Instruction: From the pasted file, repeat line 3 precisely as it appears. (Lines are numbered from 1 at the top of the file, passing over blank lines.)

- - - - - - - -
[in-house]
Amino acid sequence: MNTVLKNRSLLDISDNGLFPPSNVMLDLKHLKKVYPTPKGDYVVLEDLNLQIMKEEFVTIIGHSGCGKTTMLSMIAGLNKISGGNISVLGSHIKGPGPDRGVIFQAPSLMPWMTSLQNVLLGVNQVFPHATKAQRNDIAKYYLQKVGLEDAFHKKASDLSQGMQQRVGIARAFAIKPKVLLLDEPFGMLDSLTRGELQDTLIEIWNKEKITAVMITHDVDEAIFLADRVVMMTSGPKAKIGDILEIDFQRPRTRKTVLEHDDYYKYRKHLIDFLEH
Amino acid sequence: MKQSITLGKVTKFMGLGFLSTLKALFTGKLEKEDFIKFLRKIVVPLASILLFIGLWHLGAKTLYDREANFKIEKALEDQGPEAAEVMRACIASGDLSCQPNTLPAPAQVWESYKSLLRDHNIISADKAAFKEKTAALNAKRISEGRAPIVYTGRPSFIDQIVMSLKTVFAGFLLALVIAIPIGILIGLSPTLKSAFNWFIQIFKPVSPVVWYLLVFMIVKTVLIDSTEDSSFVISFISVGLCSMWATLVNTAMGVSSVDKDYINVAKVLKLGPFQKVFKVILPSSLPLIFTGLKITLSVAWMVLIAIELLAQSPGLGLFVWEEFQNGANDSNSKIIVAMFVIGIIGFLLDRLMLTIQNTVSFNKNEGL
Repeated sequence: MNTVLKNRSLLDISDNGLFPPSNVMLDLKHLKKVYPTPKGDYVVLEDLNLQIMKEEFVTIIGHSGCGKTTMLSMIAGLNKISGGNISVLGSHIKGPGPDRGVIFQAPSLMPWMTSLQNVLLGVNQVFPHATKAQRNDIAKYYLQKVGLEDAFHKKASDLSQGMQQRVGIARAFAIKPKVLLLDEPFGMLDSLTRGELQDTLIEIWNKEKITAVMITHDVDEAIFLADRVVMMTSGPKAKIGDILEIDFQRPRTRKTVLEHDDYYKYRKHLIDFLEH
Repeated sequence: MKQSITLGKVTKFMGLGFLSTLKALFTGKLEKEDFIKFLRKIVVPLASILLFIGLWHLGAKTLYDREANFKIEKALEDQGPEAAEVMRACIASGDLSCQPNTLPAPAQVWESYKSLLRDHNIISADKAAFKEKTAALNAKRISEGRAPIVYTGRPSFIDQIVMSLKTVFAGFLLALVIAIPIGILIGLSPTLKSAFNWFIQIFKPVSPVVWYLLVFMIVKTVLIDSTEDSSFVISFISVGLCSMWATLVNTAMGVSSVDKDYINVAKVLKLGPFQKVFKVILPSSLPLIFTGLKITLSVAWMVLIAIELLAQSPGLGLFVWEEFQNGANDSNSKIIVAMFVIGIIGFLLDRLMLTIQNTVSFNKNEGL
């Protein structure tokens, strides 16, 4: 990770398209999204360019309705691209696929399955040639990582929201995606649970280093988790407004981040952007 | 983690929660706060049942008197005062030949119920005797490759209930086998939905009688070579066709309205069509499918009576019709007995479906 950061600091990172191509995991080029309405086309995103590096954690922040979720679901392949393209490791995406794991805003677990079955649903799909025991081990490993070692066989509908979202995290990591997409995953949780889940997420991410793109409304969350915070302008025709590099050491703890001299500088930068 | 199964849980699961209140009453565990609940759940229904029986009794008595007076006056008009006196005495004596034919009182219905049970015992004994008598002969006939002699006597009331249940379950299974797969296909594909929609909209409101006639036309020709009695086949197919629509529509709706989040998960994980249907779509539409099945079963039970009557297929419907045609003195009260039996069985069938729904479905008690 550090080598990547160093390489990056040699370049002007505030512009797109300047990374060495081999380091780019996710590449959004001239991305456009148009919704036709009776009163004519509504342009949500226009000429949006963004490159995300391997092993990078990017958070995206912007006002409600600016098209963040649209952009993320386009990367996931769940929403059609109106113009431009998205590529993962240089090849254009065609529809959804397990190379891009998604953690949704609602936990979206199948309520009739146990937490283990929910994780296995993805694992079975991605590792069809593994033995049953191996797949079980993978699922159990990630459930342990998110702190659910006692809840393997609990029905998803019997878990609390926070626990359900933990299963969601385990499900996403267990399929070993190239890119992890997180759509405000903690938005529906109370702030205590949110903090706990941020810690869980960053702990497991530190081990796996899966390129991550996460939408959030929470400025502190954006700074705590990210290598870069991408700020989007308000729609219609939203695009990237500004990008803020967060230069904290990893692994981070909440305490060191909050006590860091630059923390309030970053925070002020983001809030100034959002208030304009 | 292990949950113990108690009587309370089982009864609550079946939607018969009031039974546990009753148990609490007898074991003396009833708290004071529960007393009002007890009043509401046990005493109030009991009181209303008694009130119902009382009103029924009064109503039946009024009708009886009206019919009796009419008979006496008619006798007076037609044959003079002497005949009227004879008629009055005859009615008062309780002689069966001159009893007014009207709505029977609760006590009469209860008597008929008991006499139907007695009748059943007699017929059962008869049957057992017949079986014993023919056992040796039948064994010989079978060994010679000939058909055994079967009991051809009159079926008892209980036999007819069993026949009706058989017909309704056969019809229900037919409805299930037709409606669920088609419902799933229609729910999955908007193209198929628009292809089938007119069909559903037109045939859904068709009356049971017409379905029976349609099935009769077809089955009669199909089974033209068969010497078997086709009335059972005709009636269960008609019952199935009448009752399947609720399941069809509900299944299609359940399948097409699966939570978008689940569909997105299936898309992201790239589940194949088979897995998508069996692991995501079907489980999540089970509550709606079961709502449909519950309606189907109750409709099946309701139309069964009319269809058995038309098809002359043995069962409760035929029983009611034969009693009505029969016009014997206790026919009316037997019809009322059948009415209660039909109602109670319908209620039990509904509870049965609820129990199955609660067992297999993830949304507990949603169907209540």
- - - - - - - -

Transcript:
Amino acid sequence: MKQSITLGKVTKFMGLGFLSTLKALFTGKLEKEDFIKFLRKIVVPLASILLFIGLWHLGAKTLYDREANFKIEKALEDQGPEAAEVMRACIASGDLSCQPNTLPAPAQVWESYKSLLRDHNIISADKAAFKEKTAALNAKRISEGRAPIVYTGRPSFIDQIVMSLKTVFAGFLLALVIAIPIGILIGLSPTLKSAFNWFIQIFKPVSPVVWYLLVFMIVKTVLIDSTEDSSFVISFISVGLCSMWATLVNTAMGVSSVDKDYINVAKVLKLGPFQKVFKVILPSSLPLIFTGLKITLSVAWMVLIAIELLAQSPGLGLFVWEEFQNGANDSNSKIIVAMFVIGIIGFLLDRLMLTIQNTVSFNKNEGL